Chris Paul was matter-of-fact after his triumphant performance Tuesday in his NBA Finals debut, largely because his championship goal remains incomplete.
The 36-year-old guard, finally making the championship showdown in his 16th NBA campaign, scored 32 points and passed off nine assists in Phoenix’s 118-105 victory over Milwaukee to grab the lead in the best-of-seven affair.
“I’m grateful for where I am now and happy to have this opportunity,” Paul said. “I’m just so locked into the game, staying in the moment. That’s just one win. I’m just focused on the task at hand.”
Paul, who has seen the second-most games of any NBA player before making his finals debut, had been doubted as too old and past his prime, the Suns being his fourth team in five years.
But beware thinking his best days are done. He partnered with Devin Booker and molded 22-year-old Bahamas big man Deandre Ayton and suddenly, the Suns are in their first NBA Finals since 1993 in quest of their first crown.
“Just know he’s ready,” Suns forward Mikal Bridges sais. “He has prepared his whole life for this moment and it shows out there on the court.
“Puts in a lot of hard work and sacrifice and takes care of his body. You know he really wants to be here.”
Paul scored 16 points in the third quarter. When the Bucks closed within seven points, he made a steal, a hoop and an assist on an Ayton dunk to snuff out the threat, lifting his game in clutch moments to deliver victory.
“We know he can do this every game,” Bridges said. “Happy he did it in game one and helped us get this win. We’re going to need him for the next one.”
Booker, who had 27 points, has seen 11-time NBA All-Star Paul become the leader the Suns needed since his arrival in a November trade from Oklahoma City.
“Anybody that counted Chris Paul out, I mean… he’s walking in the Hall of Fame first ballot,” Booker said. “You can’t ever count any guy out that has done the things he’s done on the court.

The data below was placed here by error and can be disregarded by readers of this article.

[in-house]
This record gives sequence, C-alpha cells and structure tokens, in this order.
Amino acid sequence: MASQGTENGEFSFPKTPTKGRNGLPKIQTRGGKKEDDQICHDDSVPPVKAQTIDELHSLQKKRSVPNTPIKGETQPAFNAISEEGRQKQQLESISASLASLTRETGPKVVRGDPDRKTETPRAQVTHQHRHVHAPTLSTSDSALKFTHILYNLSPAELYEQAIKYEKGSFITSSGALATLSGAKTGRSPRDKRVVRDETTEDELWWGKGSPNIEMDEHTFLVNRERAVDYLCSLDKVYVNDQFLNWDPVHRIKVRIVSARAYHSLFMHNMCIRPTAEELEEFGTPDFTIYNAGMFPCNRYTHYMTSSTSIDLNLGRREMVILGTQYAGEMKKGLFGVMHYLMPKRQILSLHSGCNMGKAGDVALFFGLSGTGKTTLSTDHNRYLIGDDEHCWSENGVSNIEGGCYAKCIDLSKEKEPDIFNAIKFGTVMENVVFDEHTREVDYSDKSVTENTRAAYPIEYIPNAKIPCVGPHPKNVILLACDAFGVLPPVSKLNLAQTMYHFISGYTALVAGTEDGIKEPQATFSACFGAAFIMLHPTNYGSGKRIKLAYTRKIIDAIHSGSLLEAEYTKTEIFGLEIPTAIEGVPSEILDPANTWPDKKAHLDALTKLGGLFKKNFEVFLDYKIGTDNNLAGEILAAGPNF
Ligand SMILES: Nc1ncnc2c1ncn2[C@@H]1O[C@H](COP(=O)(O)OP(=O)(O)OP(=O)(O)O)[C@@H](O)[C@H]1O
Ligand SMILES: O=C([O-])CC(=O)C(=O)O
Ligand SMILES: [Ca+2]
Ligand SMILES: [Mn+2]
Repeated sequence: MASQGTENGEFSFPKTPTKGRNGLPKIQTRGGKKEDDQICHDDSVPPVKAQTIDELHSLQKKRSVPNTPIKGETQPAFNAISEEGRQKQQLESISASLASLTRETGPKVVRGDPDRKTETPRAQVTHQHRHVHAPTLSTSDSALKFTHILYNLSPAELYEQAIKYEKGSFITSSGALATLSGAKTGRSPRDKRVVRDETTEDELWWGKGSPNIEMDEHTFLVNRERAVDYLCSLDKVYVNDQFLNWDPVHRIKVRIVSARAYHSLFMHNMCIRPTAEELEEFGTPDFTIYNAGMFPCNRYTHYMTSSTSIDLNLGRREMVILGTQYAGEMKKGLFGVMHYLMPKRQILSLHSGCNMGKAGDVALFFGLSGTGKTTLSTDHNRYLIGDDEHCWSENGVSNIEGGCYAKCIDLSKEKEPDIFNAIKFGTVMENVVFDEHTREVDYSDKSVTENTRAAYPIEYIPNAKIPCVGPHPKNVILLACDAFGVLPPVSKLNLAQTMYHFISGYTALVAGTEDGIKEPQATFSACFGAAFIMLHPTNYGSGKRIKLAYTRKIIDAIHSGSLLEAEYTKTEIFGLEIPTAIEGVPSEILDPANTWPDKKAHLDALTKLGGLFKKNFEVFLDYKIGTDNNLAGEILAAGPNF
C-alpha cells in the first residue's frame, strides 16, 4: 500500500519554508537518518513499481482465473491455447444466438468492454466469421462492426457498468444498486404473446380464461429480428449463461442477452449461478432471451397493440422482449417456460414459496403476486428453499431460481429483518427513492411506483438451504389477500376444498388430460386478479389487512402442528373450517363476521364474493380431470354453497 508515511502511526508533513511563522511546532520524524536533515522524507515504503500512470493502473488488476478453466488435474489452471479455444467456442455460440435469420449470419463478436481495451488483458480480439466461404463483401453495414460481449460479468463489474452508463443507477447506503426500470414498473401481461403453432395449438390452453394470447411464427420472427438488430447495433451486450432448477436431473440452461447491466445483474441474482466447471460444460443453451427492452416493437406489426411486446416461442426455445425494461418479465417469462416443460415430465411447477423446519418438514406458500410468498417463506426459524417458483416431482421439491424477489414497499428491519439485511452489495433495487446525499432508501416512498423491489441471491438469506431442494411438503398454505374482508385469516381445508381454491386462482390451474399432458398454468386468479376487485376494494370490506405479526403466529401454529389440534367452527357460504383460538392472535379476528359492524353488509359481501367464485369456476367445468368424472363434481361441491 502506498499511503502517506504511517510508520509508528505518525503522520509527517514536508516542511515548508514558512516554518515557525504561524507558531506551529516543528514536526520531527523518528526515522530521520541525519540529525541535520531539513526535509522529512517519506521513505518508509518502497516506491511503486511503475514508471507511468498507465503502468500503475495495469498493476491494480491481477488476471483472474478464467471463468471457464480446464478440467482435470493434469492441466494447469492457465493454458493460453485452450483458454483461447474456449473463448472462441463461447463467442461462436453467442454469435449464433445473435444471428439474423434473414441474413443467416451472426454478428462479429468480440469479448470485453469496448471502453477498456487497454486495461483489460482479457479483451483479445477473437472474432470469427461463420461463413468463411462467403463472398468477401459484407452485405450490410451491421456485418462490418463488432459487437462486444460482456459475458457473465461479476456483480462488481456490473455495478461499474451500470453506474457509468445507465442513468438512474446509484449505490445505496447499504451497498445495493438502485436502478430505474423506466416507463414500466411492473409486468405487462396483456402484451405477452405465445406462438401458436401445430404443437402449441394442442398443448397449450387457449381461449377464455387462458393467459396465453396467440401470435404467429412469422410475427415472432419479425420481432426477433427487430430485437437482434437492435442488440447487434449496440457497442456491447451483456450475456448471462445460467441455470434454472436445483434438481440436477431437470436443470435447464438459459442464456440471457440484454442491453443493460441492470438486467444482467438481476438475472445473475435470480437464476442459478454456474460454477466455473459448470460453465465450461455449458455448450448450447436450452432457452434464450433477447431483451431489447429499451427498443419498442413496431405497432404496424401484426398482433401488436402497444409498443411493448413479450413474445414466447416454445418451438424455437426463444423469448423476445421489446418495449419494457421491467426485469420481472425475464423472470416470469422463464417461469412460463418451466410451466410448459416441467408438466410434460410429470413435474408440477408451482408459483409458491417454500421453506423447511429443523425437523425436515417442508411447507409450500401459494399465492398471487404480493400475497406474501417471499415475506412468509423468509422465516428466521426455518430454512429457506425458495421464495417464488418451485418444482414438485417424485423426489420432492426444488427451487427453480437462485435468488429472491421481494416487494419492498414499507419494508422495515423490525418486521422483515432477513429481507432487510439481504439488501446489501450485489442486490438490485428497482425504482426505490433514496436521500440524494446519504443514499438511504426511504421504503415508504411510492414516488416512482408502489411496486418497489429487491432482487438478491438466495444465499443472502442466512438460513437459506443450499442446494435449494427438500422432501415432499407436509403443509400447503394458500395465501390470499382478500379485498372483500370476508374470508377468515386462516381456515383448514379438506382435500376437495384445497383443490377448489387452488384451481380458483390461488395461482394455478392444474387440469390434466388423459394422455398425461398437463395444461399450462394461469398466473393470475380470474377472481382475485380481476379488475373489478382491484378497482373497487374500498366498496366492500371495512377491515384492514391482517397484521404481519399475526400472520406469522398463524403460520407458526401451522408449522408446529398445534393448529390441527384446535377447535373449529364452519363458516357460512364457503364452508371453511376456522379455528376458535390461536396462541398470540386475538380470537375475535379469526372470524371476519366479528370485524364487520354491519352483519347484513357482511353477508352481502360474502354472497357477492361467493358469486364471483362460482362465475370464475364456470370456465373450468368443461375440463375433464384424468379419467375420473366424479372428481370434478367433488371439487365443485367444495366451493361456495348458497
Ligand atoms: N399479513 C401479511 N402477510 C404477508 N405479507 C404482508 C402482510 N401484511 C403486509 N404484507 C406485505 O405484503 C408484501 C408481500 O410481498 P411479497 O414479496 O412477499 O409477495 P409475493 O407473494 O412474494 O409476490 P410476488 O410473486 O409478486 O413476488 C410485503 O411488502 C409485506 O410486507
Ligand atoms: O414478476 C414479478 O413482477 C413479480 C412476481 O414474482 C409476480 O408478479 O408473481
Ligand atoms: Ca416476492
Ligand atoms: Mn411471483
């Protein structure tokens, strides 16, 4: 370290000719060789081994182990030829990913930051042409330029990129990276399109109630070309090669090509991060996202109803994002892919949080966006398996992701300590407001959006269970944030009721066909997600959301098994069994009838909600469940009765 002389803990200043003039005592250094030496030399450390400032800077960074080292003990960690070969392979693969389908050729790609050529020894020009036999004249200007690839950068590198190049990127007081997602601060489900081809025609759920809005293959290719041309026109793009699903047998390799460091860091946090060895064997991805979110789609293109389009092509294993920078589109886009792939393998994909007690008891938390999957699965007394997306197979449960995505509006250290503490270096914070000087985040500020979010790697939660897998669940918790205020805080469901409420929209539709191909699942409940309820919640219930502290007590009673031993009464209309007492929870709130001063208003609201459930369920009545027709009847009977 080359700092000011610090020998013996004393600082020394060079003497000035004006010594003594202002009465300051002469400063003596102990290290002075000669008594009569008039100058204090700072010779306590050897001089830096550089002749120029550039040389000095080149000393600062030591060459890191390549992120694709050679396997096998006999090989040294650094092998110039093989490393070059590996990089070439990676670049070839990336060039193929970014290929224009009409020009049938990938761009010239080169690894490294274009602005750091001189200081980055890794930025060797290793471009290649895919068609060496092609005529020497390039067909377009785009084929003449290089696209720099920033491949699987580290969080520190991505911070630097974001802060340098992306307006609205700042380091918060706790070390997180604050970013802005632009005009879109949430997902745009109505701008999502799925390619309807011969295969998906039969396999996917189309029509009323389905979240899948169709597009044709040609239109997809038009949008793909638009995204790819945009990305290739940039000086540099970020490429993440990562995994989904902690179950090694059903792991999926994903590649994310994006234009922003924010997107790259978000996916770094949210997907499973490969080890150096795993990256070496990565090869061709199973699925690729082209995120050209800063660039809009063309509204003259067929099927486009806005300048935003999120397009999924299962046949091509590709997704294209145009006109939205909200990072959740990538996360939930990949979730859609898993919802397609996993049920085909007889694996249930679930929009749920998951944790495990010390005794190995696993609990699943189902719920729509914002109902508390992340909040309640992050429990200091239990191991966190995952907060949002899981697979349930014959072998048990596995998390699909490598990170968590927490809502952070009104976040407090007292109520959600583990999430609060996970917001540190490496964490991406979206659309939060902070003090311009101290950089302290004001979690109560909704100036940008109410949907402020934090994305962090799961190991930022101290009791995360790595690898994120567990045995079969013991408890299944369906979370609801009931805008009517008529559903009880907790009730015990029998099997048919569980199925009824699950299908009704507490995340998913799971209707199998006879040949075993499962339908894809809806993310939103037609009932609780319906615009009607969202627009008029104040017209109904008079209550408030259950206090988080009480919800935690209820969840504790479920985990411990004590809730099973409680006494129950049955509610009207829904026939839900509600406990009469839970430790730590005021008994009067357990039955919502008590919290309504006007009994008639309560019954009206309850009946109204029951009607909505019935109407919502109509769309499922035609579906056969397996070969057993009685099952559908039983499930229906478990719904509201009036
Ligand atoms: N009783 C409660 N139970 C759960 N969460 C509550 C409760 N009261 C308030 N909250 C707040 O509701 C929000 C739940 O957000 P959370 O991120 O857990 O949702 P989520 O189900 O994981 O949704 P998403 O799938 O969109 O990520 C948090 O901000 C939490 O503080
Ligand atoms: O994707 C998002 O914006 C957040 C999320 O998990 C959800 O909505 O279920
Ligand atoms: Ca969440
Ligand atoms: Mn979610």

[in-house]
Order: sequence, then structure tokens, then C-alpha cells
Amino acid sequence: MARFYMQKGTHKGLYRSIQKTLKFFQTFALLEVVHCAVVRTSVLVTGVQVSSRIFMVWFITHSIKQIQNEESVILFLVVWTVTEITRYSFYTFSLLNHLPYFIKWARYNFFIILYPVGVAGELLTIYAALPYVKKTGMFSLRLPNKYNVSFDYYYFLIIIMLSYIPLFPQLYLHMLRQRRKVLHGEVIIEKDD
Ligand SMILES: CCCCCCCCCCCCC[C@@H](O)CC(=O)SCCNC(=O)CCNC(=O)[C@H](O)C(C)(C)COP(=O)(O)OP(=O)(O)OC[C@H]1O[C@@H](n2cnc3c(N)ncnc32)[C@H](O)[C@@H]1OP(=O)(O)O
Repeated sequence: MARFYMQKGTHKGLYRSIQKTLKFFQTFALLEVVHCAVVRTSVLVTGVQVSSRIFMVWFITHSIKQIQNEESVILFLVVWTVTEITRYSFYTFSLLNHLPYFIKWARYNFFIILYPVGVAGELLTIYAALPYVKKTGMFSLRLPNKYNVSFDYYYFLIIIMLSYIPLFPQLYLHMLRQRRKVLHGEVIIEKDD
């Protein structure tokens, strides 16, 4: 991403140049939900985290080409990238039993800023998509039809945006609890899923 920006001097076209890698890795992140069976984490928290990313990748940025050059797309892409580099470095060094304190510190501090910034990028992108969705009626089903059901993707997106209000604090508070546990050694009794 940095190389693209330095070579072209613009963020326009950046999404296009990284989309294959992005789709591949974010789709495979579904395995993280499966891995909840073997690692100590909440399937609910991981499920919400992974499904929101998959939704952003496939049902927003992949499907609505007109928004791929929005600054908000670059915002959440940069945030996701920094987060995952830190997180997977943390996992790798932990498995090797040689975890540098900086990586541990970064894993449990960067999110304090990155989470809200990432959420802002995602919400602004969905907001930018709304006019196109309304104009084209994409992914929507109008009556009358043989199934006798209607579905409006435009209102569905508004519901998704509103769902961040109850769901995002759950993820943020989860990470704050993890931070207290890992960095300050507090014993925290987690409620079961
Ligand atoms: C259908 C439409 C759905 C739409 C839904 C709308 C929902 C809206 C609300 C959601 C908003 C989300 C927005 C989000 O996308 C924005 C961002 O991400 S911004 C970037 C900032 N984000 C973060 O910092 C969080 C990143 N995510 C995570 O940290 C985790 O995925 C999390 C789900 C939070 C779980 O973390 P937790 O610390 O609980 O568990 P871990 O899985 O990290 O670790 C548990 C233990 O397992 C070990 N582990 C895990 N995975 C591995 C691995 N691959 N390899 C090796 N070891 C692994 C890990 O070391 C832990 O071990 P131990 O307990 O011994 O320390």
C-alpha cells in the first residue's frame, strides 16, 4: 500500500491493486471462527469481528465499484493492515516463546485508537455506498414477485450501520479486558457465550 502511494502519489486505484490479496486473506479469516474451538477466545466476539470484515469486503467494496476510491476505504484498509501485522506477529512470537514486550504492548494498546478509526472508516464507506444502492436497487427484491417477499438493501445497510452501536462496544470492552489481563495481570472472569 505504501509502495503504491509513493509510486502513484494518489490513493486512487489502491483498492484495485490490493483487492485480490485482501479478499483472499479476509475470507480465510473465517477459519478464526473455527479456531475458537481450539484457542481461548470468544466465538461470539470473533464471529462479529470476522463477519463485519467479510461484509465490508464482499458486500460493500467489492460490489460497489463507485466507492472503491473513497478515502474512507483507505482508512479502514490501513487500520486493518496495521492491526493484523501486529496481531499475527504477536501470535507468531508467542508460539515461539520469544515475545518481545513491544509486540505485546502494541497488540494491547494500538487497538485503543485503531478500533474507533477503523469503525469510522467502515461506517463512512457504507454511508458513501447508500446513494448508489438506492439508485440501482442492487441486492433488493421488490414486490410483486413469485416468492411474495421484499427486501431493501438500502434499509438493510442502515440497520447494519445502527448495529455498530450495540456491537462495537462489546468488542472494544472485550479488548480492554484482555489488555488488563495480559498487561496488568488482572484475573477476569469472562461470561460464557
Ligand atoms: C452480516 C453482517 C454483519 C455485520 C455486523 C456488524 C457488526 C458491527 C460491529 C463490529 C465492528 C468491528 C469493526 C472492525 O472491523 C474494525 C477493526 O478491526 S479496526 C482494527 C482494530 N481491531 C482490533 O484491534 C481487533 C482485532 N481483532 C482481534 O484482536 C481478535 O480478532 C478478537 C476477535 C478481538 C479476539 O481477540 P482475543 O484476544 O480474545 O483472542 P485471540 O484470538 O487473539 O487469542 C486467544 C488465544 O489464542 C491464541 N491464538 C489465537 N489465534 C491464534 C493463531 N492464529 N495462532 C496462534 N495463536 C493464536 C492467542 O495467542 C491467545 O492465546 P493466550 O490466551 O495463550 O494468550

“He moves this team, he leads this team daily. Just having him in the locker room, I’m not even talking about anything he does on the court, he takes the team to that next level.”
His deadly accuracy with mid-range jump shots hasn’t hurt either.
“He gets his team involved. He’s the greatest leader to play for this game. But he’s been a bucket (maker) for a very long time.”
Paul, for instance, was watching European football and ice hockey and seeing new ideas to apply to his team.
“I’m watching that like, ‘Damn, how do they know to pass it there?'” Paul said. “And they probably think the same thing with us. But we do this so often, so it’s second nature.
“One thing we’re going to be is prepared.”
Suns coach Monty Williams says when Paul gets going as he did in the third quarter, he tries to just give him room for a maestro effort.
“When it’s going like that, you just want to space the floor well and let him orchestrate,” Williams said. “He was making shots and when he’s in that mode, we just feed off that. It just happens.”
It’s how Paul produces 41 and 32 points in back-to-back games.
“He just understands how to score the ball, but he also understands where everybody else is on the floor,” Williams said. “He’s one of those rare guys that can see the floor and knows where all five guys should be.”